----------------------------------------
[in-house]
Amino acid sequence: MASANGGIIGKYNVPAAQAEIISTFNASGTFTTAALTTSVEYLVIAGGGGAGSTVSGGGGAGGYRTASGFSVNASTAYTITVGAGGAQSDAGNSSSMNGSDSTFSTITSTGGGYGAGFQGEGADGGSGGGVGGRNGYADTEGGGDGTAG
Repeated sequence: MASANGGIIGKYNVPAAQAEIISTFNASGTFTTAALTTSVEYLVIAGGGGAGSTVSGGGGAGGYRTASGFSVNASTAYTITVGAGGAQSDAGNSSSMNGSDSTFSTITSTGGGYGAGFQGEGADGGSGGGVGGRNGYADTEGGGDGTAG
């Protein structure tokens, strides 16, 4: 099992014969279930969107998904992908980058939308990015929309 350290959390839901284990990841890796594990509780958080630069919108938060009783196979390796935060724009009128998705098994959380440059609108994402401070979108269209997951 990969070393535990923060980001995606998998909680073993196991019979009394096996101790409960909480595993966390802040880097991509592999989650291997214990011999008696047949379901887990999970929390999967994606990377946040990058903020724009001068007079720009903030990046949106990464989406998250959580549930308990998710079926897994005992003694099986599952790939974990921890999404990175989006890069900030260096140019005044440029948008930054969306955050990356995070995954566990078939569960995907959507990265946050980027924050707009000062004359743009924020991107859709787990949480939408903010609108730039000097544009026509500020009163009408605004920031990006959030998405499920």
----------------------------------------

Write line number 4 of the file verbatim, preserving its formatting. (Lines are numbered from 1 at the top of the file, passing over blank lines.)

């Protein structure tokens, strides 16, 4: 099992014969279930969107998904992908980058939308990015929309 350290959390839901284990990841890796594990509780958080630069919108938060009783196979390796935060724009009128998705098994959380440059609108994402401070979108269209997951 990969070393535990923060980001995606998998909680073993196991019979009394096996101790409960909480595993966390802040880097991509592999989650291997214990011999008696047949379901887990999970929390999967994606990377946040990058903020724009001068007079720009903030990046949106990464989406998250959580549930308990998710079926897994005992003694099986599952790939974990921890999404990175989006890069900030260096140019005044440029948008930054969306955050990356995070995954566990078939569960995907959507990265946050980027924050707009000062004359743009924020991107859709787990949480939408903010609108730039000097544009026509500020009163009408605004920031990006959030998405499920």